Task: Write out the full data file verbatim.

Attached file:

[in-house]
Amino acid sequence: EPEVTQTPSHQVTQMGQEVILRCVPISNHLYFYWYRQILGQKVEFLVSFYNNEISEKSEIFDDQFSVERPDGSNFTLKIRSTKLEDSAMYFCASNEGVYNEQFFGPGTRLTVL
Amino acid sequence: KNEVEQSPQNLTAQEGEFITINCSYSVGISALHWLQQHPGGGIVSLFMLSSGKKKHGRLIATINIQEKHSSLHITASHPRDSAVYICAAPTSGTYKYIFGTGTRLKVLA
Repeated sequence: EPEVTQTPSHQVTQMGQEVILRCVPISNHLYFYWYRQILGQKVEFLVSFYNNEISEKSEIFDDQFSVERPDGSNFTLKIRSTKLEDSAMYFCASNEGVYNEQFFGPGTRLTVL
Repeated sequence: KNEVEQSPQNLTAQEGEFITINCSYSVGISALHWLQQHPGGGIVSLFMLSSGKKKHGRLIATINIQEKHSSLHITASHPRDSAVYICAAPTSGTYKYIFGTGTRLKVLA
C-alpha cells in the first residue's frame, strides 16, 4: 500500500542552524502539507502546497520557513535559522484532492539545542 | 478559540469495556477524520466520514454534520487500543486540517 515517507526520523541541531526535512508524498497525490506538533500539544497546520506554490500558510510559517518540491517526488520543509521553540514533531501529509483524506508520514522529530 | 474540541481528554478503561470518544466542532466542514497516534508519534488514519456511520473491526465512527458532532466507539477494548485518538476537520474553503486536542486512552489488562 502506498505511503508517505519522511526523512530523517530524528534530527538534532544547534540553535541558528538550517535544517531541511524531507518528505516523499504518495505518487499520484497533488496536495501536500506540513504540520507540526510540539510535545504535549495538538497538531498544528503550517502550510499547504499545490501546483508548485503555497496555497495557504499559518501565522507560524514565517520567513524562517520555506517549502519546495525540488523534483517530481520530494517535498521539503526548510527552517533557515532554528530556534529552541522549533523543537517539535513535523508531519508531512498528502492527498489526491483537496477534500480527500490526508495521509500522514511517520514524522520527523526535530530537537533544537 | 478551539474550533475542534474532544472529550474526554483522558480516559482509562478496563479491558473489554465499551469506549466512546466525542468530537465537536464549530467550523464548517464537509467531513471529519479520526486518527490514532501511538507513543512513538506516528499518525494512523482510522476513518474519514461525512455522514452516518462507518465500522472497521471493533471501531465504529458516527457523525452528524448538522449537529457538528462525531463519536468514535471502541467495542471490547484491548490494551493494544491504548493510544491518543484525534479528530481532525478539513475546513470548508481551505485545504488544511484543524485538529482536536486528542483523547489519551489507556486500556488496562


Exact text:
[in-house]
Amino acid sequence: EPEVTQTPSHQVTQMGQEVILRCVPISNHLYFYWYRQILGQKVEFLVSFYNNEISEKSEIFDDQFSVERPDGSNFTLKIRSTKLEDSAMYFCASNEGVYNEQFFGPGTRLTVL
Amino acid sequence: KNEVEQSPQNLTAQEGEFITINCSYSVGISALHWLQQHPGGGIVSLFMLSSGKKKHGRLIATINIQEKHSSLHITASHPRDSAVYICAAPTSGTYKYIFGTGTRLKVLA
Repeated sequence: EPEVTQTPSHQVTQMGQEVILRCVPISNHLYFYWYRQILGQKVEFLVSFYNNEISEKSEIFDDQFSVERPDGSNFTLKIRSTKLEDSAMYFCASNEGVYNEQFFGPGTRLTVL
Repeated sequence: KNEVEQSPQNLTAQEGEFITINCSYSVGISALHWLQQHPGGGIVSLFMLSSGKKKHGRLIATINIQEKHSSLHITASHPRDSAVYICAAPTSGTYKYIFGTGTRLKVLA
C-alpha cells in the first residue's frame, strides 16, 4: 500500500542552524502539507502546497520557513535559522484532492539545542 | 478559540469495556477524520466520514454534520487500543486540517 515517507526520523541541531526535512508524498497525490506538533500539544497546520506554490500558510510559517518540491517526488520543509521553540514533531501529509483524506508520514522529530 | 474540541481528554478503561470518544466542532466542514497516534508519534488514519456511520473491526465512527458532532466507539477494548485518538476537520474553503486536542486512552489488562 502506498505511503508517505519522511526523512530523517530524528534530527538534532544547534540553535541558528538550517535544517531541511524531507518528505516523499504518495505518487499520484497533488496536495501536500506540513504540520507540526510540539510535545504535549495538538497538531498544528503550517502550510499547504499545490501546483508548485503555497496555497495557504499559518501565522507560524514565517520567513524562517520555506517549502519546495525540488523534483517530481520530494517535498521539503526548510527552517533557515532554528530556534529552541522549533523543537517539535513535523508531519508531512498528502492527498489526491483537496477534500480527500490526508495521509500522514511517520514524522520527523526535530530537537533544537 | 478551539474550533475542534474532544472529550474526554483522558480516559482509562478496563479491558473489554465499551469506549466512546466525542468530537465537536464549530467550523464548517464537509467531513471529519479520526486518527490514532501511538507513543512513538506516528499518525494512523482510522476513518474519514461525512455522514452516518462507518465500522472497521471493533471501531465504529458516527457523525452528524448538522449537529457538528462525531463519536468514535471502541467495542471490547484491548490494551493494544491504548493510544491518543484525534479528530481532525478539513475546513470548508481551505485545504488544511484543524485538529482536536486528542483523547489519551489507556486500556488496562